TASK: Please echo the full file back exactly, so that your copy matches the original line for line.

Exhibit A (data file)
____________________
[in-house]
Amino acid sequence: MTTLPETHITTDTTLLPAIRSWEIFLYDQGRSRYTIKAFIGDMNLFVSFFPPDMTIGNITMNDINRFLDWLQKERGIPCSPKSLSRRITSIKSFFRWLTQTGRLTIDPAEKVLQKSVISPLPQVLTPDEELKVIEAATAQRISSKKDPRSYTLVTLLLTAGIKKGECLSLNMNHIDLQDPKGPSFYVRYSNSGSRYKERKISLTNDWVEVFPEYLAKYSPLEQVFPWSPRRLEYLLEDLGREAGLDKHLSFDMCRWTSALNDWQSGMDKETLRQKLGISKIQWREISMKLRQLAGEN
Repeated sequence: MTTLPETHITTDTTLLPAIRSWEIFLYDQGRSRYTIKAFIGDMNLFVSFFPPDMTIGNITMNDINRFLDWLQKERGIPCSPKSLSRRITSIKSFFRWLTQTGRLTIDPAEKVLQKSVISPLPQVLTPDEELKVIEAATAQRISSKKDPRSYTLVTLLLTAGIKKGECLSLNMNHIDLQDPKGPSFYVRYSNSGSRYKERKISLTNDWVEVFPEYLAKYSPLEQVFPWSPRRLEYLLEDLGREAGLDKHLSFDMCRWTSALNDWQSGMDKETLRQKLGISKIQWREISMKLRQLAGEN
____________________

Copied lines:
[in-house]
Amino acid sequence: MTTLPETHITTDTTLLPAIRSWEIFLYDQGRSRYTIKAFIGDMNLFVSFFPPDMTIGNITMNDINRFLDWLQKERGIPCSPKSLSRRITSIKSFFRWLTQTGRLTIDPAEKVLQKSVISPLPQVLTPDEELKVIEAATAQRISSKKDPRSYTLVTLLLTAGIKKGECLSLNMNHIDLQDPKGPSFYVRYSNSGSRYKERKISLTNDWVEVFPEYLAKYSPLEQVFPWSPRRLEYLLEDLGREAGLDKHLSFDMCRWTSALNDWQSGMDKETLRQKLGISKIQWREISMKLRQLAGEN
Repeated sequence: MTTLPETHITTDTTLLPAIRSWEIFLYDQGRSRYTIKAFIGDMNLFVSFFPPDMTIGNITMNDINRFLDWLQKERGIPCSPKSLSRRITSIKSFFRWLTQTGRLTIDPAEKVLQKSVISPLPQVLTPDEELKVIEAATAQRISSKKDPRSYTLVTLLLTAGIKKGECLSLNMNHIDLQDPKGPSFYVRYSNSGSRYKERKISLTNDWVEVFPEYLAKYSPLEQVFPWSPRRLEYLLEDLGREAGLDKHLSFDMCRWTSALNDWQSGMDKETLRQKLGISKIQWREISMKLRQLAGEN